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GE Consumer & Industrial
Multilin
Oct 31, 2009
Configuring CT Inputs
• For each connected CT circuit enter Primary
rating and select Secondary rating.
• Each 3-phase bank of CT inputs must be
assigned to a Signal Source that is used to
define the Bus Zone and Dynamic Bus Replica

Some relays define 1 p.u. as the


maximum primary current of all of the
CTs connected in the given Bus Zone
63
GE Consumer & Industrial
Multilin
Oct 31, 2009
Per-Unit Current Definition -
Example
Current Primary Secondary Zone
Channel
CT-1 F1 3200 A 1A 1

CT-2 F2 2400 A 5A 1

CT-3 F3 1200 A 1A 1

CT-4 F4 3200 A 1A 2

• For Zone 1, 1 p.u. = 3200 AP


CT-5
• For F5 1200 A 5A
Zone 2, 1 p.u. = 5000 AP
2

64
CT-6 F6 5000 A 5A 2GE Consumer & Industrial
Multilin
Oct 31, 2009
Configuration of Bus Zone
• Dynamic Bus Replica associates a status signal
with each current in the Bus Differential Zone
• Status signal can be any logic operand
o Status signals can be developed in
programmable logic to provide additional
checks or security as required
o Status signal can be set to ‘ON’ if current is
always in the bus zone or ‘OFF’ if current is
never in the bus zone
• CT connections/polarities for a particular bus
zone must be properly configured in the relay,
via either hardwire or software
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GE Consumer & Industrial
Multilin
Oct 31, 2009
Configuring the Bus Differential
Zone
Bus Zone settings defines the boundaries of
the Differential Protection and CT Trouble
Monitoring.

1. Configure the physical CT Inputs


o CT Primary and Secondary values
o Both 5 A and 1 A inputs are supported by the UR hardware
o Ratio compensation done automatically for CT ratio
differences up to 32:1
1. Configure AC Signal Sources
2. Configure Bus Zone with Dynamic Bus Replica

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GE Consumer & Industrial
Multilin
Oct 31, 2009
Dual Percent Differential
Characteristic

High Set
(Unrestrained)

High Slope

Low Slope
High
Breakpoint

Min Pickup Low


Breakpoint 67
GE Consumer & Industrial
Multilin
Oct 31, 2009
Calculating Bus Differential
Settings
• The following Bus Zone Differential element
parameters need to be set:
o Differential Pickup
o Restraint Low Slope
o Restraint Low Break Point
o Restraint High Breakpoint
o Restraint High Slope
o Differential High Set (if needed)
• All settings entered in per unit (maximum CT primary in
the zone)
• Slope settings entered in percent
• Low Slope, High Slope and High Breakpoint settings
are used by the CT Saturation Detector and define the
Region 1 Area (2-out-of-2 operation with Directional)

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GE Consumer & Industrial
Multilin
Oct 31, 2009
Calculating Bus Differential
Settings – Minimum Pickup

• Defines the minimum differential current required for


operation of the Bus Zone Differential element
• Must be set above maximum leakage current not zoned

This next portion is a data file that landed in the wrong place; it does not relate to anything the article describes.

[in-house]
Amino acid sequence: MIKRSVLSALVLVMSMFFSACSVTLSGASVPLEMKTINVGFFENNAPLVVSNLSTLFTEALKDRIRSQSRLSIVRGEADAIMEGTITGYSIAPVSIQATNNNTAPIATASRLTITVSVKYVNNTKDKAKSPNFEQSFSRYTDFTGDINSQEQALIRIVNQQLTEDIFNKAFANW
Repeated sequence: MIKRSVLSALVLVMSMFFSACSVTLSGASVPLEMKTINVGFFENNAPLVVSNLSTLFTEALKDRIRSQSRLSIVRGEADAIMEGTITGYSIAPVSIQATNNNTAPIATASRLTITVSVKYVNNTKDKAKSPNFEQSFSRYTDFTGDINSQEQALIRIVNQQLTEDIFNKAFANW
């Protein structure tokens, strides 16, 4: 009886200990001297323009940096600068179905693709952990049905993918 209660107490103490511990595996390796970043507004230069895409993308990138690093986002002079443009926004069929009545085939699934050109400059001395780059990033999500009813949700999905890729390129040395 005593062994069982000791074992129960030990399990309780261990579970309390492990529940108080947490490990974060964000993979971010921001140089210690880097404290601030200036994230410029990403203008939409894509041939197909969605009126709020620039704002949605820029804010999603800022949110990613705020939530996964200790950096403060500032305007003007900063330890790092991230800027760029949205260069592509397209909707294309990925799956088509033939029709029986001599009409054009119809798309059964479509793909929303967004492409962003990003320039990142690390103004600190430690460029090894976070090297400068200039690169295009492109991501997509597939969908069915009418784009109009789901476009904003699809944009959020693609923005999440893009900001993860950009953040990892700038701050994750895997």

off in the bus differential zone
• May also be set above maximum load conditions for
added security in case of CT trouble, but better
alternatives exist

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GE Consumer & Industrial
Multilin
Oct 31, 2009
Calculating Bus Differential
Settings – Low Slope

• Defines the percent bias for the restraint currents from


IREST =0 to IREST =Low Breakpoint
• Setting determines the sensitivity of the differential
element for low-current internal faults
• Must be set above maximum error introduced by the CTs
in their normal linear operating mode
• Range: 15% to 100% in 1%. increments

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GE Consumer & Industrial
Multilin
Oct 31, 2009
Calculating Bus Differential
Settings – Low Breakpoint
• Defines the upper limit to restraint currents that will be
biased according to the Low Slope setting
• Should be set to be above the maximum load but not
more than the maximum current where the CTs still
operate linearly (including residual flux)
• Assumption is that the CTs will be operating linearly (no
significant saturation effects up to 80% residual flux) up
to the Low Breakpoint setting

71
GE Consumer & Industrial
Multilin
Oct 31, 2009
Calculating Bus Differential
Settings – High Breakpoint

• Defines the minimum restraint currents that will be biased


according to the High Slope setting
• Should be set to be below the minimum current where the
weakest CT will saturate with no residual flux
• Assumption is that the CTs will be operating linearly (no
significant saturation effects up to 80% residual flux) up to
the Low Breakpoint setting

72
GE Consumer & Industrial
Multilin
Oct 31, 2009
Calculating Bus Differential
Settings – High Slope
• Defines the percent bias for the restraint currents
IREST ≥ High Breakpoint
• Setting determines the stability of the differential
element for high current external faults
• Traditionally, should be set high enough to accommodate
the spurious differential current resulting from saturation
of the CTs during heavy external faults
• Setting can be relaxed in favour of sensitivity and speed
as the relay detects CT saturation and applies the
directional principle to prevent maloperation
• Range: 50% to 100% in 1%. increments

73
GE Consumer & Industrial
Multilin
Oct 31, 2009
Calculating Unrestrained Bus
Differential Settings

• Defines the minimum differential current for unrestrained operation


• Should be set to be above the maximum differential current under worst case
CT saturation
• Range: 2.00 to 99.99 p.u. in 0.01 p.u. increments
• Can be effectively disabled by setting to 99.99 p.u.

74
GE Consumer & Industrial
Multilin
Oct 31, 2009
Dual Percent Differential
Characteristic

High Set
(Unrestrained)

High Slope

Low Slope
High
Breakpoint

Min Pickup Low


Breakpoint 75
GE Consumer & Industrial
Multilin
Oct 31, 2009
Reconfigurable Buses